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                Author and article information

                Journal
                TMT
                Telehealth and Medicine Today
                Partners in Digital Health
                2471-6960
                12 June 2019
                2019
                : 4
                Affiliations
                [1 ]Department of Psychiatry and Behavioral Sciences, Medical University of South Carolina, Charleston, South Carolina
                [2 ]Department of Pediatrics, Center for Telehealth, Medical University of South Carolina, Charleston, South Carolina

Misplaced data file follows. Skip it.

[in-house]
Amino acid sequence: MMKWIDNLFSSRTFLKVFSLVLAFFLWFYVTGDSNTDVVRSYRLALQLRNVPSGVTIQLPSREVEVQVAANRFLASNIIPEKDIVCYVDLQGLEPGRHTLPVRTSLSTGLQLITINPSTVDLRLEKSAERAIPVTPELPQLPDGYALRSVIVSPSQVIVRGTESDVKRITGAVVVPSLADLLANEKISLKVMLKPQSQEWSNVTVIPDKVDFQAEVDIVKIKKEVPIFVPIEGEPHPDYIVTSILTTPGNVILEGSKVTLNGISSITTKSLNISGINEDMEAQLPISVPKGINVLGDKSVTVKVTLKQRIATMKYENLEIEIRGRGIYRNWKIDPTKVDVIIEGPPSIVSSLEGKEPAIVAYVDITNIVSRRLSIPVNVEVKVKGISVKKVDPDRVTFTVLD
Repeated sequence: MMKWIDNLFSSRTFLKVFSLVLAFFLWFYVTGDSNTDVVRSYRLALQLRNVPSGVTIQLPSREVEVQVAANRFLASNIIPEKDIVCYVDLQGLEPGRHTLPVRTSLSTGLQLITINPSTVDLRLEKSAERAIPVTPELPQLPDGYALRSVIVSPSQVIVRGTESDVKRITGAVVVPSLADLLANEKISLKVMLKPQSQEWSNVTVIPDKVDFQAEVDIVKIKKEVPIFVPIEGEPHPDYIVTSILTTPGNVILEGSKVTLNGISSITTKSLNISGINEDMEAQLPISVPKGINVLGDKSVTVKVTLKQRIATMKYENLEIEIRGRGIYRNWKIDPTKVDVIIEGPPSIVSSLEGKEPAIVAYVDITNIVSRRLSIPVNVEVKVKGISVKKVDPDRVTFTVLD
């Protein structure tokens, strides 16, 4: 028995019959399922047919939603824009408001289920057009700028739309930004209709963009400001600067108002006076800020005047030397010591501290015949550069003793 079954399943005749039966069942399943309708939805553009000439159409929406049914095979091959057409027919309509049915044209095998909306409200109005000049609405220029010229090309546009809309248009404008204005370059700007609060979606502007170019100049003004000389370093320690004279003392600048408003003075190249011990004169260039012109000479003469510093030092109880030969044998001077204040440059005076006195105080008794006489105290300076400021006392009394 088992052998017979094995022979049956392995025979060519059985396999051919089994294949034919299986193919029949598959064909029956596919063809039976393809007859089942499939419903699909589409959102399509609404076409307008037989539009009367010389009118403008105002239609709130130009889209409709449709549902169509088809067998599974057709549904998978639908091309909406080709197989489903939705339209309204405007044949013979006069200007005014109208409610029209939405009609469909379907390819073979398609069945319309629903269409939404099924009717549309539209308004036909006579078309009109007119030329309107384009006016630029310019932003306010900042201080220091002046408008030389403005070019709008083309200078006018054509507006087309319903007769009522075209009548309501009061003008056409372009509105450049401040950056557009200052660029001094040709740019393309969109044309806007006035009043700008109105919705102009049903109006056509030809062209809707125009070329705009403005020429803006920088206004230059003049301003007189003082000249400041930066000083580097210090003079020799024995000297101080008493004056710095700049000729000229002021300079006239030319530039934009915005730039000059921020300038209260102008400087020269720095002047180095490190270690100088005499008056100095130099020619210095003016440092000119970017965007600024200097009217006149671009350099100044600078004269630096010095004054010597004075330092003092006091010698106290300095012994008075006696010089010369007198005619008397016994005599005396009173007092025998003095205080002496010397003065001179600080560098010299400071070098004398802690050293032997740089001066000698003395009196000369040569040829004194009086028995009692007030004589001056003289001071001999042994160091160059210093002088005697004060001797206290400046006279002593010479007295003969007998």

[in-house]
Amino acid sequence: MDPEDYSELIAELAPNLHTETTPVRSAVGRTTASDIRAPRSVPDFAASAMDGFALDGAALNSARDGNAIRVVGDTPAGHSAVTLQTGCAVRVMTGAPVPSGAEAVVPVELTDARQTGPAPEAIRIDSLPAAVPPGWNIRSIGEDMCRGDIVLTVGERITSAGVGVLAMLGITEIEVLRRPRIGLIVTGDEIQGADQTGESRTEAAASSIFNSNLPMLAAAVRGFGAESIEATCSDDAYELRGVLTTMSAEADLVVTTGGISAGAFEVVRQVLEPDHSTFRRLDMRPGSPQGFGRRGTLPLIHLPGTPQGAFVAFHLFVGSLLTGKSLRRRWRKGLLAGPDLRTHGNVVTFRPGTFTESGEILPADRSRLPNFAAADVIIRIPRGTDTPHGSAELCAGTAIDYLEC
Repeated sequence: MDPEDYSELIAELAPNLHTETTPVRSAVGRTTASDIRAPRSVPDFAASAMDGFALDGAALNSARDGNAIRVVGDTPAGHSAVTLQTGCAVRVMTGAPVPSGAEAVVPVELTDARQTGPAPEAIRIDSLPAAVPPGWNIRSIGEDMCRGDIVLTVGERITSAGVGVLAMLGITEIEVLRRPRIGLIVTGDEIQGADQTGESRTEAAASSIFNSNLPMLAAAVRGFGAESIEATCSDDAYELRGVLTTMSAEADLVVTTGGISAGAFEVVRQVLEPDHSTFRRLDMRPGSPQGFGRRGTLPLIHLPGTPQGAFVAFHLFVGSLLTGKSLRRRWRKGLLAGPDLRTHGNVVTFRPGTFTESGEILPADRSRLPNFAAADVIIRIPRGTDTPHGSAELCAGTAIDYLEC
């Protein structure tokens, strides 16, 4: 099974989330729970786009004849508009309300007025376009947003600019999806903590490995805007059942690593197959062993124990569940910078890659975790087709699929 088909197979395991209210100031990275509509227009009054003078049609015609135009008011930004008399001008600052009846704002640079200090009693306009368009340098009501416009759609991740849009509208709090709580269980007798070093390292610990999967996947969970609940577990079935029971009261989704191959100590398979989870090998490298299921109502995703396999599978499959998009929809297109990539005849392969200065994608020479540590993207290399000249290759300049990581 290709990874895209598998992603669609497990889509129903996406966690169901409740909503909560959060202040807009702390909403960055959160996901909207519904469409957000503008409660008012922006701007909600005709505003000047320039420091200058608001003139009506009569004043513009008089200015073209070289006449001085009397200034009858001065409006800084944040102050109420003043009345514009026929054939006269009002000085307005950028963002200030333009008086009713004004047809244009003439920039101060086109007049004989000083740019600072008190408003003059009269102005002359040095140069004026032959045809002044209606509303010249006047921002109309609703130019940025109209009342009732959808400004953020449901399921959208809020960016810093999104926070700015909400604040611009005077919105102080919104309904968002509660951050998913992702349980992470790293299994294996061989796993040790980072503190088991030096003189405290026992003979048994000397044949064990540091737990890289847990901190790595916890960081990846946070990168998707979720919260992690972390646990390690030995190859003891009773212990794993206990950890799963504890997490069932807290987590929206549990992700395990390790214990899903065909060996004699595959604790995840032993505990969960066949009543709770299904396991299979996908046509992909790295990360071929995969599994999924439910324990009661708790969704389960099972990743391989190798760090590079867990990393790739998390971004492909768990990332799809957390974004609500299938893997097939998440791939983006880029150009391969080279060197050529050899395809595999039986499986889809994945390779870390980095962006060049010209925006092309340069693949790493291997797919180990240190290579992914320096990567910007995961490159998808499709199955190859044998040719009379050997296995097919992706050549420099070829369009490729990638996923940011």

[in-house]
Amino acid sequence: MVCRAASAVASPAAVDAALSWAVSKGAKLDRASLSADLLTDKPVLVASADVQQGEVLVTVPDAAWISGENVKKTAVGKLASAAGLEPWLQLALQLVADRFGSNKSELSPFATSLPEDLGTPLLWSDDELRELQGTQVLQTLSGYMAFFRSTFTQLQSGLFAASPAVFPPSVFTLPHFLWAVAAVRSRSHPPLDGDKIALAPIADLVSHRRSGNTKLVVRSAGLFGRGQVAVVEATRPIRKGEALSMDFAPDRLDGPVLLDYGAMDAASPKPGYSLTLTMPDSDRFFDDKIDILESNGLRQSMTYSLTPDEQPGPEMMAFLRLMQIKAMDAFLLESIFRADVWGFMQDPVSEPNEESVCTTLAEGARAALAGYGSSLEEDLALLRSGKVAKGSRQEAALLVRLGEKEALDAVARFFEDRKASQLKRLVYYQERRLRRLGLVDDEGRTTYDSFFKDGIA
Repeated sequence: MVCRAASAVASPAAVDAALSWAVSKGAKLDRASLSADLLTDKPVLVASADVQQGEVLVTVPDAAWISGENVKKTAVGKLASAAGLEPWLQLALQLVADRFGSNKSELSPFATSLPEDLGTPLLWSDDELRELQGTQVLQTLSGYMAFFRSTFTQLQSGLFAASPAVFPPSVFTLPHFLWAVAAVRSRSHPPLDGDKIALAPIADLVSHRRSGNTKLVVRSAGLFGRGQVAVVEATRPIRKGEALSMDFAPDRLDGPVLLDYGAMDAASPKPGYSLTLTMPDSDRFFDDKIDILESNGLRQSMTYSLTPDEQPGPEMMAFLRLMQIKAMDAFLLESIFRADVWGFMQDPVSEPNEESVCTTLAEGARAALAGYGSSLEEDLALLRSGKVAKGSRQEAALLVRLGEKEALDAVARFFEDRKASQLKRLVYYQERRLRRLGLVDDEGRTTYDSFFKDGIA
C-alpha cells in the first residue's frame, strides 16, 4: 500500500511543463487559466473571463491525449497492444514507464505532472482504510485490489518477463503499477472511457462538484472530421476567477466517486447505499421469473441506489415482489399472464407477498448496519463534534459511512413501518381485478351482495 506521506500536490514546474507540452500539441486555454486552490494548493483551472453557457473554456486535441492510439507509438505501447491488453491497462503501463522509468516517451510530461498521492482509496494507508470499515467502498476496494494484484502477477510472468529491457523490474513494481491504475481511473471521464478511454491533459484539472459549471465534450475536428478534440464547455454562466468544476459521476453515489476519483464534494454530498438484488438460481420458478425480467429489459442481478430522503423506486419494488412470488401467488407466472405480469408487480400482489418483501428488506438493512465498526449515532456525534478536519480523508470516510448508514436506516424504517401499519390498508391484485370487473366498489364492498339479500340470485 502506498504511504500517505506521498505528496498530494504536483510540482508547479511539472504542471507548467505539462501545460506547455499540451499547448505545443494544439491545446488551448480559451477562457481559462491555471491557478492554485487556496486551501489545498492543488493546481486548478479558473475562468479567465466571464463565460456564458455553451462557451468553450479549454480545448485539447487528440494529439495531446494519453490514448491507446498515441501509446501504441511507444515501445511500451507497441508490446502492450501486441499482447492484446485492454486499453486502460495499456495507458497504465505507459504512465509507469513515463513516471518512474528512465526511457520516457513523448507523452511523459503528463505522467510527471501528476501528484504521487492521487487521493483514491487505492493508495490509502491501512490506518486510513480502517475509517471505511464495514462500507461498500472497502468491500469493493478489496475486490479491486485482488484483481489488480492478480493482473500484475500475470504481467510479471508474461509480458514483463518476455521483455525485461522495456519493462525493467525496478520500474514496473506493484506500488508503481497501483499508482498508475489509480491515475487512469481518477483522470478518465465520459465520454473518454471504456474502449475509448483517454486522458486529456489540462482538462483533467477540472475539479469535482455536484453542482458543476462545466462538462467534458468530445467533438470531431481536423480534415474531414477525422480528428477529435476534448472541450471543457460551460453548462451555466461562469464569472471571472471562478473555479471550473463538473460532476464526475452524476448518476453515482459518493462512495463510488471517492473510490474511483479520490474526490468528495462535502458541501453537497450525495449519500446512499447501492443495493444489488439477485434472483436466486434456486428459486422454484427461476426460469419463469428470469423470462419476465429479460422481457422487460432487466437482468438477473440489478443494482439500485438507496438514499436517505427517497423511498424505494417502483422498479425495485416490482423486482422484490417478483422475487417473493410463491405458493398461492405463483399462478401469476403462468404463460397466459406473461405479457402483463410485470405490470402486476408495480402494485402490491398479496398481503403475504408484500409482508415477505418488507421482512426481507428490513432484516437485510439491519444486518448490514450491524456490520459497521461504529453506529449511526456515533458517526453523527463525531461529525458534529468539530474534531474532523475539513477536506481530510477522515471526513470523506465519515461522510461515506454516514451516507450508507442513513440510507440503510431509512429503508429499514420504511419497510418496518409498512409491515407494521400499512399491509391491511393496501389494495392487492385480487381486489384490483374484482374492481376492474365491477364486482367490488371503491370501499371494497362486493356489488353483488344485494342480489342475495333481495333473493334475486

Author notes
                Corresponding Author: Lillian M. Christon, Email: christon@ 123456musc.edu
                Article
                152
                10.30953/tmt.v4.152
                © 2019 Lillian M. Christon

                This is an open access article distributed in accordance with the Creative Commons Attribution Non Commercial (CC BY-NC 4.0) license, which permits others to distribute, adapt, enhance this work non-commercially, and license their derivative works on different terms, provided the original work is properly cited and the use is non-commercial.

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                Original Research